The Language of Flowers

Update, September 16, 2002

Hello everyone! Welcome to the new home of my Language of Flowers site. I hope you continue to enjoy it here at its new location. I've added a guestbook -- you can find it down at the bottom of the page.

I wish I didn't have to say this next bit. It seems obvious to me, but evidently it isn't. Please, please, show respect for intellectual property. Do not reproduce this site on your own site, or copy my material in any other format without my permission. You may freely link to this site; the more the merrier! But don't copy it. And if you should happen to find, somewhere on the Web, a copy of this material, please let me know so I can contact the person who put it there.

That said, on to more pleasant things. Enjoy the site!

Florally yours,

What's this list about?

In Victorian times, the gift of a flower or a bouquet carried more messages than such a gift might today. I've always been rather intrigued by the whole concept, and I wonder how seriously the people at the time really took it.

 I inherited an 1883 advice and etiquette book from my grandmother, and in it is the longest and in some ways strangest list of meanings I've ever encountered. It has become the starting point for this ongoing project: to accumulate a list of flowers and the various meanings assigned to them in different guides.

The organization of this list

There are now two versions of the list, one broken down by flower name and one by meaning. The flower name index uses tables and has been separated alphabetically to avoid having one long page; the meaning page is, well, one long page, and doesn't use tables. A plain text version of the first 1883 book is available, as is a plain text version of the 1885 book is also available, courtesy of Brent Ross.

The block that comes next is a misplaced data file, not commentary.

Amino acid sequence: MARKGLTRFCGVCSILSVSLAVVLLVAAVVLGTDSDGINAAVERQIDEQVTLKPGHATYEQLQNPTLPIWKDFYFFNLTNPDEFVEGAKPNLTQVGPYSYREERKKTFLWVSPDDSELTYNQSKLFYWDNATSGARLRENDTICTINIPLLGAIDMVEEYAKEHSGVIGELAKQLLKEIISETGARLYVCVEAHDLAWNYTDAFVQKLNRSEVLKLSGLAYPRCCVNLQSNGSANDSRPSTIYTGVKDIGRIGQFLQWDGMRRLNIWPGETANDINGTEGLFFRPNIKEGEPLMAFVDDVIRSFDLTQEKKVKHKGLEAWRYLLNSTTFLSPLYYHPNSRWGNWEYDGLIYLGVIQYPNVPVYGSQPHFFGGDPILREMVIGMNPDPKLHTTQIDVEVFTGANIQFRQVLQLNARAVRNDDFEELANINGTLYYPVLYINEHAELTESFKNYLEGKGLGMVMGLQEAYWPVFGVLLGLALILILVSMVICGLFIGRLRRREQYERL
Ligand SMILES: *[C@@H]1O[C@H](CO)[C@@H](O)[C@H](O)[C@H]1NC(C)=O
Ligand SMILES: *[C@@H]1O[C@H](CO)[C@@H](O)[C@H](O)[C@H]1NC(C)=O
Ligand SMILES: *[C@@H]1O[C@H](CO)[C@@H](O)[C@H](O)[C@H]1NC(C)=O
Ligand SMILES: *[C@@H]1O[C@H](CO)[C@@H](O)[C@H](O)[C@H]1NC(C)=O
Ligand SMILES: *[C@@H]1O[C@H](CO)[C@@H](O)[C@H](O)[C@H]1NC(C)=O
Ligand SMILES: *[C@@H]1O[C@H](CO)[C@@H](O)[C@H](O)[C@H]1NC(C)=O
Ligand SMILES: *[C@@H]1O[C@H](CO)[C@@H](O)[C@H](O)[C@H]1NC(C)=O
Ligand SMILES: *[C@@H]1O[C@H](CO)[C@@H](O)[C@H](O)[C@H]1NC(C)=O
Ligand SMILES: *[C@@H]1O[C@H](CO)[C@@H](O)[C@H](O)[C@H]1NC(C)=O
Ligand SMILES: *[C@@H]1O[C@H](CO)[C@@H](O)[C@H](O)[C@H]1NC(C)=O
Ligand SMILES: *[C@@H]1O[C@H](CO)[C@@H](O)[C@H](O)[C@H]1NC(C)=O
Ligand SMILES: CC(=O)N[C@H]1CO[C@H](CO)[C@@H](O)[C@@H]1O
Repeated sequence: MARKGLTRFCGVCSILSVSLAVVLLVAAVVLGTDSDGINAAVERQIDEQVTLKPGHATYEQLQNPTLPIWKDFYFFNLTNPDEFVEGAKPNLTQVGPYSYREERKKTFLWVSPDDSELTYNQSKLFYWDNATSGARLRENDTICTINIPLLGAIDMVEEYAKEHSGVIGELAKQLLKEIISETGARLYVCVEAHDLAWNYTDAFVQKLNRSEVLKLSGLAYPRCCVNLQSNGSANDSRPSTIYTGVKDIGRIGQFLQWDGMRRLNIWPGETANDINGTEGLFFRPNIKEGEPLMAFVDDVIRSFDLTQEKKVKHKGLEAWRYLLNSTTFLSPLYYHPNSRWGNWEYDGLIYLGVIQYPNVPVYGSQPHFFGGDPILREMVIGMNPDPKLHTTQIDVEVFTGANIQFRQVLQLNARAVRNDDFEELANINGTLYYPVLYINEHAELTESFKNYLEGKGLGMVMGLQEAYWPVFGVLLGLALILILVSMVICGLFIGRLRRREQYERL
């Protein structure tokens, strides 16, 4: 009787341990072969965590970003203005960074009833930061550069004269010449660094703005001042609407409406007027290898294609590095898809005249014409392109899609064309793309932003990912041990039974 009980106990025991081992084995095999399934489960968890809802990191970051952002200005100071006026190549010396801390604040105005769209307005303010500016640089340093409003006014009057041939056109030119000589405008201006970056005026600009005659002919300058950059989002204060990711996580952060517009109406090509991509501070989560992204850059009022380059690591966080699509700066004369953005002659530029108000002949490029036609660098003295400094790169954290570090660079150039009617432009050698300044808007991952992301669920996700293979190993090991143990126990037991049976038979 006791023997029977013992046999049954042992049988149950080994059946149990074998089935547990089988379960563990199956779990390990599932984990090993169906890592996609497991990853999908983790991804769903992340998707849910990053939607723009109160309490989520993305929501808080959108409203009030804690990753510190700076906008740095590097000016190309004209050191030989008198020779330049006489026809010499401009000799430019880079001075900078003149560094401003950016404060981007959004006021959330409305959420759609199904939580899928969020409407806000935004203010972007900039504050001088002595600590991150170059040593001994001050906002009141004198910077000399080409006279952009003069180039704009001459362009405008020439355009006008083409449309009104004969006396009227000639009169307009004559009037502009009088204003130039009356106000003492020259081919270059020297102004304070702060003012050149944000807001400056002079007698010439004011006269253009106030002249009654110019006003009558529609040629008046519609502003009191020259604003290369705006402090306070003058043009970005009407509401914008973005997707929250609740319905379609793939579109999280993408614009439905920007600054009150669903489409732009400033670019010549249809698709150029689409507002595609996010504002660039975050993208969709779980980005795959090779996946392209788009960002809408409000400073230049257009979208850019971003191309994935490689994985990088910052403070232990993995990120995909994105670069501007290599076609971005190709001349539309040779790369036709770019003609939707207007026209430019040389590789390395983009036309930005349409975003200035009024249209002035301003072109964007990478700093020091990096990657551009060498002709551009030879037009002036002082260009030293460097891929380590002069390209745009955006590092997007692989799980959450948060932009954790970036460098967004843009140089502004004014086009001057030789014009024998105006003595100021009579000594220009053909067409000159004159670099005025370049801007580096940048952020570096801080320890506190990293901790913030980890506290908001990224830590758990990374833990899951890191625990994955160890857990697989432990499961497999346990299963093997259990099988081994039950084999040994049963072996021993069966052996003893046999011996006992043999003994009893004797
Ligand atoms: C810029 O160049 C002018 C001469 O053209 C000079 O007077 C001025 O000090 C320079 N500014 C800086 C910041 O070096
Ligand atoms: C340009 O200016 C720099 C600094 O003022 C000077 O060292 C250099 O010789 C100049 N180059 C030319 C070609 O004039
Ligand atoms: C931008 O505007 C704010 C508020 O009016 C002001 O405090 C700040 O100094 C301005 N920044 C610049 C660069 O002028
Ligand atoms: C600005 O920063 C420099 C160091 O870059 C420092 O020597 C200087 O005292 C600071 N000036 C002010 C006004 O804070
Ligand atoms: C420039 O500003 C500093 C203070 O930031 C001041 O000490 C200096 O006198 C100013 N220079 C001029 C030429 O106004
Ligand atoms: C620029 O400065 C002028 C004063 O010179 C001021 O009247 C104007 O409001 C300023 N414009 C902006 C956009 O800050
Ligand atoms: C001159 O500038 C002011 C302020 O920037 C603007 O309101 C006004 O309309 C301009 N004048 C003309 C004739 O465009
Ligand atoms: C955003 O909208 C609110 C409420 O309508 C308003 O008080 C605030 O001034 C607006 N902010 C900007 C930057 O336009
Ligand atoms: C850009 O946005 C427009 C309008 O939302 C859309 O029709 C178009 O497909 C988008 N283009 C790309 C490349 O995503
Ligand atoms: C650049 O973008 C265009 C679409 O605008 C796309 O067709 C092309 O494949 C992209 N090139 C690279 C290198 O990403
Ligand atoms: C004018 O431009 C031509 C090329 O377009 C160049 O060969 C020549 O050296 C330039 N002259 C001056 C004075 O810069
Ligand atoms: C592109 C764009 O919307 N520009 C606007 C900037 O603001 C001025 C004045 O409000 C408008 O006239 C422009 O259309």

Right now, I have six sources for Victorian-era flower language. In the tables that follow, they are referred to by their print dates (1853, 1883(I), 1883(II), 1885, 1892, and 1899). They are:

1853: Chauncey, Mary, ed. The Floral Gift, from Nature and the Heart. New York: Leavitt & Allen, 1853. The copy I have is, unfortunately, missing pages 65-78 (between "Honeysuckle" and "Lily, White").

1883(I): Our Deportment, or the Manners, Conduct, and Dress of the Most Refined Society; including Forms for Letters, Invitations, Etc., Etc. Also, Valuable Suggestions on Home Culture and Training. Compiled from the Latest Reliable Authorities, by John H. Young, A.M. Detroit: F.B. Dickerson & Co., 1883.

1883(II): Hill, Thos. E. Hill's Manual of Social and Business Forms. Chicago: Hill Standard Book Co., 1883.

1885: Kate Greenaway's Language of Flowers, 1885. From a plain text file provided by Brent Ross.

1892: Robinson, Nugent. Collier's Cyclopedia of Commercial and Social Information and Treasury of Useful and Entertaining Knowledge. New York: P. F. Collier, Publisher, 1892.

1899: Parsons' Hand-Book of Forms: A Compendium of Business and Social Rules and a Complete Work of Reference and Self-Instruction, with Illustrations, 13th ed. Battle Creek, MI: The Central Manufacturing Co., 1899.

As it happened, the 1885 and 1892 lists proved to be absolutely identical except for some spelling variations. Thus, in the index by flower name, I've combined them into one column.

Since the names used for some flowers are obscure to modern readers, I've used the Oxford English Dictionary to try to find more recognizable equivalents for the unfamiliar names. I'd appreciate any suggestions for the ones I haven't identified. I'm also always on the lookout for more sources -- ideally ones actually published in the nineteenth century, rather than modern versions. Comments and suggestions are always welcome -- please send me mail!

And now, onward!

Index by Flower Name

Index by Meaning

visitors since September 16, 2002.

Copyright © 2002 Katherine L. Bryant. All rights reserved.